Hemp is a worldwide absurdity: it has a sea of uses, and the world seems to be divided only between those who smoke it and those who oppose it. What if I told you that its use in construction is widely appreciated, and that the only problem with this situation is that there is not enough hemp for it yet?
And it would take some. A lot. This is the same conclusion reached by Christian Eiskamp, and long before they cut the ribbon on the first hemp semi-detached house built in Lower Saxony, Germany.
Christian Eiskamp had spent decades building single-family homes in Oldenburg, a city of just over 100.000 people. Then he had the intuition that the golden age of concrete could end due to its bad impact on the climate. And he found hemp as an alternative building material.
A harsh revelation
The concrete industry is responsible for 60% of global greenhouse gas emissions. Need to add more? On an intelligent planet, certainly not.
If you saw the house, then. I'm not saying in the picture, you can see that here, I mean up close. From the outside, it doesn't look like it was made of hemp. It is paneled in wood, has a porch and a nice roof, it looks like “The house on the prairie”. Obviously there is still some concrete, between the foundations and the "framework".
The structure, however, is entirely covered with bricks made of pressed hemp straw and joined with malce. It costs 15% more than a traditional construction, but that's the only downside. At the end of the life of the house, after how much? 70? 100 years? The hemp and lime part can be completely composted. And that's just the beginning.
Home, sweet home of hemp
Let's start with the most important thing: the climate balance. A house made of hemp blocks holds carbon dioxide (CO2) tight until it stands and the material neither burns nor rots. Each ton of dry matter stores one to three tons of CO2. Does it seem little to you?
Climate researchers have long favored wood as an eco-sustainable material (if used en masse it could really help achieve our goals, at least according to a study published in Nature in 2020). But practice and theory are two different things. And wood costs a lot, it has increased in parallel with the increase in demand.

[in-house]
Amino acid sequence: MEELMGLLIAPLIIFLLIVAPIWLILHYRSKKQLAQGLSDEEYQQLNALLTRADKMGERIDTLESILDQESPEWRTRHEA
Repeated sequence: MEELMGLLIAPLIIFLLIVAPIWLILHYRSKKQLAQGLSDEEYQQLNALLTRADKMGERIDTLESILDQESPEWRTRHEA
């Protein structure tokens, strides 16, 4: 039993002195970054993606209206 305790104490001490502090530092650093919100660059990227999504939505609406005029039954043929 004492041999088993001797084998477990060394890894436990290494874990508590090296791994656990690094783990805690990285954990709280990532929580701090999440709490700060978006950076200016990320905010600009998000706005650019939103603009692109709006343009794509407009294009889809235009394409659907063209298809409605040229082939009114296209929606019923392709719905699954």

Are there no alternatives? Of course yes. Anything that contains a high percentage of cellulose is suitable for construction.
Fantastic materials and where to use them
Rising demand for hemp houses would revive sustainable agriculture, as hemp can easily be integrated into crop rotations. Its deep roots improve the soil's ability to absorb water. It doesn't need a lot of fertilizers or pesticides.
And you don't smoke, contrary to popular belief. Commercial hemp, unlike cannabis, does not contain THC, the active ingredient that produces the "high". In Europe it has been used for much longer as a material for making fabrics and sails.
And what happened then? From the postwar period onwards, America and Germany have banned all cultivation of "marijuana", making (it should be said) a bundle of all weed. End of hemp fabrics and everything in between. Cement, steel, cotton, were cheaper and took over.
Today the conditions have changed. There is a worldwide shortage of building materials. The resurgence of hemp is almost a consequence, and the methods of making bricks have improved a lot. Insiders have coined the term "hempcrete" (from "hemp", hemp and "concrete", cement) to label many different products, from building blocks to insulating panels.
And this could be the right "ride".
We need to cultivate more
From 2018, the year of construction of the first prefabricated hemp house (in the Netherlands) to 2021, when the French municipality of Croissy-Beaubourg, near Paris, became home to the first public building in hemp stones. It has been 3 years of vertical growth, which has led to the few companies in the sector, such as the Belgian Isohemp, to open new production lines for ever higher demand.
And here the problem arises. How much hemp do we have in Europe? Little. Here is the truth. In the last 5 years no one has grasped this trend: according to Eurostat, the area cultivated with industrial cannabis has grown from around 20.000 hectares in 2015 to 36.000 hectares in 2020.
The prospects are not the best, if you take into account the need to grow wheat (a priority given the conflict in Ukraine). There is great hope even in this complicated period, though. Small German consortia are joining together to develop a more cooperative construction industry: artisanal, but interconnected. At least at the regional level.
With the right price and a good offer, building houses much closer to the environment, that would be the real buzz.